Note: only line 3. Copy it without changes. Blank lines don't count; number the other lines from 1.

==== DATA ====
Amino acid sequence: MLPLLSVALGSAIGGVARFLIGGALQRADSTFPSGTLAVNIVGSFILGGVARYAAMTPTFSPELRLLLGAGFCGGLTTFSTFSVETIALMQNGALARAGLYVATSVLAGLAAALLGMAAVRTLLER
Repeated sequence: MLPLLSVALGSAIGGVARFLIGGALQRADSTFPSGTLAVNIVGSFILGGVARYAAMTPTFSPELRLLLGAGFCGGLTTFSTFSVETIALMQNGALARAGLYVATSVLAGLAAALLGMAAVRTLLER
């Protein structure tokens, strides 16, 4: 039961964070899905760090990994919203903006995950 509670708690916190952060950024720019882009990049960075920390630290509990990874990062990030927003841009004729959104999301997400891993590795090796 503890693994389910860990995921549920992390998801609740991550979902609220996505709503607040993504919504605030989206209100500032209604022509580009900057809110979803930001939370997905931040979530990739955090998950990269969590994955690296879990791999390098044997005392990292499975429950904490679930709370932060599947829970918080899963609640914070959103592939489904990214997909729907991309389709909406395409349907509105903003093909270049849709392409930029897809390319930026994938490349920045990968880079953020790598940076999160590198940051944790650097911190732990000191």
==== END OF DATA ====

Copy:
């Protein structure tokens, strides 16, 4: 039961964070899905760090990994919203903006995950 509670708690916190952060950024720019882009990049960075920390630290509990990874990062990030927003841009004729959104999301997400891993590795090796 503890693994389910860990995921549920992390998801609740991550979902609220996505709503607040993504919504605030989206209100500032209604022509580009900057809110979803930001939370997905931040979530990739955090998950990269969590994955690296879990791999390098044997005392990292499975429950904490679930709370932060599947829970918080899963609640914070959103592939489904990214997909729907991309389709909406395409349907509105903003093909270049849709392409930029897809390319930026994938490349920045990968880079953020790598940076999160590198940051944790650097911190732990000191």